Steven Hoag was a runner long before running was all the rage.

“I can remember running in my hometown of Anoka, and well-meaning neighbors would stop their cars and ask if I needed help,” recalled Hoag in a 2007 interview on a Running Minnesota blog.

Hoag was a distance running star from the time he attended Anoka High School. He went on to be named an All-American and Big Ten champion for the University of Minnesota Gophers in the late 1960s.

But his best-known triumph was finishing second in the 1975 Boston Marathon behind Bill Rodgers, with a time of 2 hours, 11 minutes, 54 seconds. “I saw him at the 20-mile mark and I was cheering him on,” recalled his wife Geri Hoag. “It was very exciting when he came in second.”

Hoag, 70, died on Sept. 15 at his home in Shakopee.

Steven and Geri met in 1968 at a party on the University of Minnesota campus and were married in 1972. “I didn’t know he was a running star,” she said.

Hoag graduated with a degree in elementary education in 1969. But his teaching career at a local elementary school lasted only a year because he made the USA Marathon Team, which was racing in Europe.

He continued to run while the Hoags were raising their daughter in south Minneapolis; his favorite training route was on the trails in Theodore Wirth Park. “Steve was an old school runner,” said Geri. “He didn’t follow a special diet or schedule, just got in his miles whenever he could.”

Hoag trained under mentors Ron Daws, 1968 Olympic marathoner, and Roy Griak, Gophers cross-country and track and field coach.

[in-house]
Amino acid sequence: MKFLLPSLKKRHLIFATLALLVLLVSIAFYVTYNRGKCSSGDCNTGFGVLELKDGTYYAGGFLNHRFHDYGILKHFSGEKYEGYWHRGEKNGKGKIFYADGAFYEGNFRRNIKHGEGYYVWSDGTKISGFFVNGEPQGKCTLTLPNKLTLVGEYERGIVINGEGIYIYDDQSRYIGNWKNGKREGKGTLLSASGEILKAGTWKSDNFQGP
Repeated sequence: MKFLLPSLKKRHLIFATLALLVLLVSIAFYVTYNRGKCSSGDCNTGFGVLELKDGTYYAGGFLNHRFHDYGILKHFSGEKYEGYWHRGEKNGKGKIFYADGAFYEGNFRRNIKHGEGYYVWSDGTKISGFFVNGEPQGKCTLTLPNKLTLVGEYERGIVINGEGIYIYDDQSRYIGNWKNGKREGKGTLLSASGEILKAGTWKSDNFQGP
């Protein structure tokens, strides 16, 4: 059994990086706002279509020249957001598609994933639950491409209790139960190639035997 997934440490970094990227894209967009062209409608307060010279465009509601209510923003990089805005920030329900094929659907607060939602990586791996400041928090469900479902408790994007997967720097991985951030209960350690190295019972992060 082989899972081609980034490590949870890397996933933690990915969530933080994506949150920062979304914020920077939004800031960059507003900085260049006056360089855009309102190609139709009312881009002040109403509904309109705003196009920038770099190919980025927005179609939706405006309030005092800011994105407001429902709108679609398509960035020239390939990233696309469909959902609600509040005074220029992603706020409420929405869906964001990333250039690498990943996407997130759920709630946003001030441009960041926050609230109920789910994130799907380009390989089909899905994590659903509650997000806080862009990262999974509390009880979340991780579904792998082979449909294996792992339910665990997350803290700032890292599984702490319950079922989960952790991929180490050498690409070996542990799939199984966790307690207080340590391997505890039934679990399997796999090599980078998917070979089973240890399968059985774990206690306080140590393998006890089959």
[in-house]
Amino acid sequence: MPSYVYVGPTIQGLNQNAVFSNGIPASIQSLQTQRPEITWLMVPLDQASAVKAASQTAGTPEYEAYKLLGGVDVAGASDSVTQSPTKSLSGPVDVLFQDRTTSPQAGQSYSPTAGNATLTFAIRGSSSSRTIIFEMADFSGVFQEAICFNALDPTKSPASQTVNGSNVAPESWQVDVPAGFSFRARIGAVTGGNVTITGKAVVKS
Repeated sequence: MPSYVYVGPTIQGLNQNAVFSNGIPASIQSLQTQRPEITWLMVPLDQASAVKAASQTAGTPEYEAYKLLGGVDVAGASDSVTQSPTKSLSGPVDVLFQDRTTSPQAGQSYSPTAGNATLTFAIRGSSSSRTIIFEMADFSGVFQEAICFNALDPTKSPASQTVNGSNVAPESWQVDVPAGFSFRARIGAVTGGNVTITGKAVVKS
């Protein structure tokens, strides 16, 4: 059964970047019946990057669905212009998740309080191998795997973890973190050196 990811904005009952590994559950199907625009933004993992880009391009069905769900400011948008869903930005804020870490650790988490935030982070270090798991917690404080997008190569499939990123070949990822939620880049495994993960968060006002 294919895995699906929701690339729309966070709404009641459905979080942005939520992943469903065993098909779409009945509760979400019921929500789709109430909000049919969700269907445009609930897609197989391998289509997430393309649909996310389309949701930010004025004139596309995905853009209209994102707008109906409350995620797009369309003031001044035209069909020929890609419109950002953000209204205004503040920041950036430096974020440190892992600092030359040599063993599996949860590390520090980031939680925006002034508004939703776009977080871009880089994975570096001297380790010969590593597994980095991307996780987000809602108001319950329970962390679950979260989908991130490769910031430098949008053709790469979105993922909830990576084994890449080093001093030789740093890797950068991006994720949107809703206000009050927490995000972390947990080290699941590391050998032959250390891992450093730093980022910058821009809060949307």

“Ron Daws took Steve under his wing and they became terrific friends,” said Bruce Brothers, a former Twin Cities running columnist.

As competitive distance running gained popularity, Hoag organized many Twin Cities races, including St. Patrick’s Day and Grand Old Day events. “He loved it and promoted the sport any way he could,” said Brothers.

Hoag launched the successful St. Paul Marathon in 1981. The next year, he worked with Jack Moran, then president of the Minnesota Distance Running Association, to combine the St. Paul race with the City of Lakes Marathon and form the new Twin Cities Marathon, which drew more than 7,000 runners this year. “Steve helped us come up with a new course,” said Moran.

The skyrocketing number of runners needed gear, and Hoag started selling running shoes through the mail, filling orders from his home. Eventually he branched out as a partner and owner of several running retailers.

He was an early innovator of the modern specialty running store, said John Long, who took over ownership of Hoag’s Marathon Sports in Minneapolis in 2005.

“I bought my first pair of track and field spikes from Steve in 1986,” said Long, who ran cross-country at Totino-Grace High School. “He was somebody we really looked up to.”

After selling the store, Hoag became the assistant coach for the cross-country and track teams at Minnetonka High School.

“His passion for the sport is contagious,” said Jeff Renlund, head coach of the two teams. “Steve was genuine and caring and had great rapport with the guys on the team.”

Hoag also was a collector of vintage toys, memorabilia and signs, and he restored old cars and motorbikes.

“Steve was incredibly supportive and positive to a blossoming high school athlete — and to someone who wanted to buy running shoes,” said Brothers.

Hoag is survived by his wife, Geri, of more than 45 years; daughter, Ali (Todd) Kmieciak; grandchildren, Caden and Macy Kmieciak; brother, Jeff (Ann) Hoag; sisters, Cathy (Frank) Waldemar; Barbara (Robert) Gadon; and several nieces and nephews. Services have been held.